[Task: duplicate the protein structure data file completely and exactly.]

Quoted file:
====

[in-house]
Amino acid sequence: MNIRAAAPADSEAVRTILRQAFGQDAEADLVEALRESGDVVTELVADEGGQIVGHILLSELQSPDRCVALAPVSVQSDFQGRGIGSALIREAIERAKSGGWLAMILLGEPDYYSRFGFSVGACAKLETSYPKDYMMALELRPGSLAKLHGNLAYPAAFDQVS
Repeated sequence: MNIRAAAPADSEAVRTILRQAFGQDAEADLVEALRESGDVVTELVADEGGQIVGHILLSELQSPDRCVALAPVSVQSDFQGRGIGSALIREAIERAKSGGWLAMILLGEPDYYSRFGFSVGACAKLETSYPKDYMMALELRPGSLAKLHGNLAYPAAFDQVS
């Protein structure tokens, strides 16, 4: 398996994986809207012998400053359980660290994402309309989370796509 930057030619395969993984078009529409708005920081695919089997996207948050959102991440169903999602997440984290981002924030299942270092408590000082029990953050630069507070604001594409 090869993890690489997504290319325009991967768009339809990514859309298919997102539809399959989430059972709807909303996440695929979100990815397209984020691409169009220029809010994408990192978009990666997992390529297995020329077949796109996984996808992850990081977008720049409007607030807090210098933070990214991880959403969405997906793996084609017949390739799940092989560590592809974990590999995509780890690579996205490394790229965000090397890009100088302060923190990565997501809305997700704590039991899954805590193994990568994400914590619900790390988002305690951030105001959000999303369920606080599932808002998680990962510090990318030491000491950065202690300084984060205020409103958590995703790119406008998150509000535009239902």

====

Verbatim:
[in-house]
Amino acid sequence: MNIRAAAPADSEAVRTILRQAFGQDAEADLVEALRESGDVVTELVADEGGQIVGHILLSELQSPDRCVALAPVSVQSDFQGRGIGSALIREAIERAKSGGWLAMILLGEPDYYSRFGFSVGACAKLETSYPKDYMMALELRPGSLAKLHGNLAYPAAFDQVS
Repeated sequence: MNIRAAAPADSEAVRTILRQAFGQDAEADLVEALRESGDVVTELVADEGGQIVGHILLSELQSPDRCVALAPVSVQSDFQGRGIGSALIREAIERAKSGGWLAMILLGEPDYYSRFGFSVGACAKLETSYPKDYMMALELRPGSLAKLHGNLAYPAAFDQVS
């Protein structure tokens, strides 16, 4: 398996994986809207012998400053359980660290994402309309989370796509 930057030619395969993984078009529409708005920081695919089997996207948050959102991440169903999602997440984290981002924030299942270092408590000082029990953050630069507070604001594409 090869993890690489997504290319325009991967768009339809990514859309298919997102539809399959989430059972709807909303996440695929979100990815397209984020691409169009220029809010994408990192978009990666997992390529297995020329077949796109996984996808992850990081977008720049409007607030807090210098933070990214991880959403969405997906793996084609017949390739799940092989560590592809974990590999995509780890690579996205490394790229965000090397890009100088302060923190990565997501809305997700704590039991899954805590193994990568994400914590619900790390988002305690951030105001959000999303369920606080599932808002998680990962510090990318030491000491950065202690300084984060205020409103958590995703790119406008998150509000535009239902």